In the 3rd Millennium Infectious Diseases are still a major cause of morbidity and mortality around the globe. Doctors are currently encountering several critical infectious disease scenarios depending on the diverse health settings.
Infectious diseases specialists are facing new and old challenges, presenting at times in unexpected manners; to cite a few: nosocomial infections and the wide spread of resistant pathogens, multidrug resistant and extensively drug resistant tuberculosis, the abrupt presentation of emergent infectious diseases, such as the last Ebola epidemic, chronic diseases, namely but not solely, HIV, HCV and HBV infections.
It has to be taken in consideration that certain infectious disease are still the leading cause of death, especially in developing countries were resources are limited. For instance, 1.7 billion cases of diarrhoeal disease occur every year. Although mostly preventable and treatable, diarrhoeal disease is the second leading cause of death in children under five years old, with around 760,000 cases. Moreover, it is the main cause of malnutrition in children under the age of five years.
Viral haemorrhagic fever, mostly caused by Arenaviridae, Bunyaviridae, Filoviridae Flaviviridae, lead to a severe illness with a high mortality rate and are often unpredictable and difficult to stop. Ebola, for instance, first appeared in 1976 in two simultaneous outbreaks and has reached a death rate of up to 90%, in some epidemics. The current Ebola outbreak has been very challenging and its spread to major cities in West Africa has certainly made this epidemic different than previous ones and more difficult to control.
HIV infection remains a major global public health issue, with more than 39 million deaths, so far. In 2013, 1.5 million people died from HIV-related causes globally. The treatment has completely changed the natural history of HIV-1-infected individuals, making a mortal disease a chronic one. Of note, the treatment does not eradicate the virus, it is for life, it has side effects and it is often expensive. In fact, although its’ use and coverage is now more widespread around the world, it is not for everybody, as of yet.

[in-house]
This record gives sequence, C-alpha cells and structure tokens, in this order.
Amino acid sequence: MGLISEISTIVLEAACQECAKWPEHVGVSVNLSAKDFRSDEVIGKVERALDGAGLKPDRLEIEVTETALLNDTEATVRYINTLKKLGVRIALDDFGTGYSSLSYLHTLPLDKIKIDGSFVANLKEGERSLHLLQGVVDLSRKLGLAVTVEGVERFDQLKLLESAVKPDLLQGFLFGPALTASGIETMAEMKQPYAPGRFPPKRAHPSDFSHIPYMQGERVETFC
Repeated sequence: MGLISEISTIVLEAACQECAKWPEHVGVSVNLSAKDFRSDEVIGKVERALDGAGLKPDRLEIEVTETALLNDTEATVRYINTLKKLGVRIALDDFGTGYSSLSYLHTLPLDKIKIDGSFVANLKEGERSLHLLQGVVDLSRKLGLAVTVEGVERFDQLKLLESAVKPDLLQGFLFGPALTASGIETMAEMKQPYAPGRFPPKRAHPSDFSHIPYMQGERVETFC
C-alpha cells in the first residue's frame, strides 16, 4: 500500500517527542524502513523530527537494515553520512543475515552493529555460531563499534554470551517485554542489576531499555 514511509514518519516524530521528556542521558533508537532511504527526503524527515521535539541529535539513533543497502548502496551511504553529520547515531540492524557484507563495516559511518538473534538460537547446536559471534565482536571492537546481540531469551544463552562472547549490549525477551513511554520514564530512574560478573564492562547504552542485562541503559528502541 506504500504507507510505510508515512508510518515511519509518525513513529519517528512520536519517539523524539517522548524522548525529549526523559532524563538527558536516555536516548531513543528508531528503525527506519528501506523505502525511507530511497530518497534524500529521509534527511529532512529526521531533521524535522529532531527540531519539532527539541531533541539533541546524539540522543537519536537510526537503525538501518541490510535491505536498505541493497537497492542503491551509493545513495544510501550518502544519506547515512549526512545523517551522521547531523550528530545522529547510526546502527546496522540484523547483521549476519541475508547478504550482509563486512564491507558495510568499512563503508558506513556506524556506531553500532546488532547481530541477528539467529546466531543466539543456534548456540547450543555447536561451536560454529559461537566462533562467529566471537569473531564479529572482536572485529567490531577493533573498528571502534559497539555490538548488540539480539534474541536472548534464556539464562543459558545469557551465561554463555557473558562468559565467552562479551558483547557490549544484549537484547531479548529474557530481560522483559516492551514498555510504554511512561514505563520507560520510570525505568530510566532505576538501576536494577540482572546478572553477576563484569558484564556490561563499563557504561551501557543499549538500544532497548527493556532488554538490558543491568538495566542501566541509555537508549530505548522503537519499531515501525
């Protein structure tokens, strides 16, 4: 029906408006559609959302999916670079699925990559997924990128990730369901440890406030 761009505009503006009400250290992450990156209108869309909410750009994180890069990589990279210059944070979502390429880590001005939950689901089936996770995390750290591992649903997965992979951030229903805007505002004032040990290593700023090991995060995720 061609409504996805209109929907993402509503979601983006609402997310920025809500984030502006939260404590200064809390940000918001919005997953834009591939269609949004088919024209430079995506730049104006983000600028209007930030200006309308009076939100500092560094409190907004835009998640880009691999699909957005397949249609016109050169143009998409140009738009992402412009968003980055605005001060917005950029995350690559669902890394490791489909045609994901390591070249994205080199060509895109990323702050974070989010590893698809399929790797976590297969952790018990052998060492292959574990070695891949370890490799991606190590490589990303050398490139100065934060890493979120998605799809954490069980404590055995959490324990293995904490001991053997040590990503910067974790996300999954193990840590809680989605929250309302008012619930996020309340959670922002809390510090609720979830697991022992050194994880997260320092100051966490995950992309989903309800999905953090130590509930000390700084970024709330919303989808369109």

Last but not least, healthcare-associated infections are now a major concern for patients, doctors, hospital economists and governments. Nosocomial infections usually occur 48 to 72 hours after hospital admission. The World Health Organization reports 7.6 episodes per 100 patients, according to a recent systematic review and meta-analysis, in high-income countries. Furthermore, in many circumstances pathogens are resistant to antibiotics. Even though we do have several classes of drugs in our armamentarium, it has also to be mentioned that there is an increasing emergence of multidrug-resistant Gram- and Gram+ bacteria and fungi, critically contributing to high mortality rates.
Strategically planned interventions of antimicrobial stewardship, infection control measurements and dedicated personnel are becoming pivotal to contain the spread of otherwise difficult to treat pathogens.
In the face of the many critical, social and economical issues related to infectious diseases around the world, with this journal we aim to divulge clinical and basic research data covering several aspects of infectious diseases, from bedside to benchside, and viceversa.
We believe that the prompt and easy availability of published data will contribute enormously to the scientific society, giving scientists and doctors the possibility to use this valuable information on a daily basis.
To cite this article
Editorial – Introduction to Infectious Diseases and Tropical Medicine
Infectious Diseases & Tropical Medicine 2015; 1 (1): e59
Published online: 17 Apr 2015
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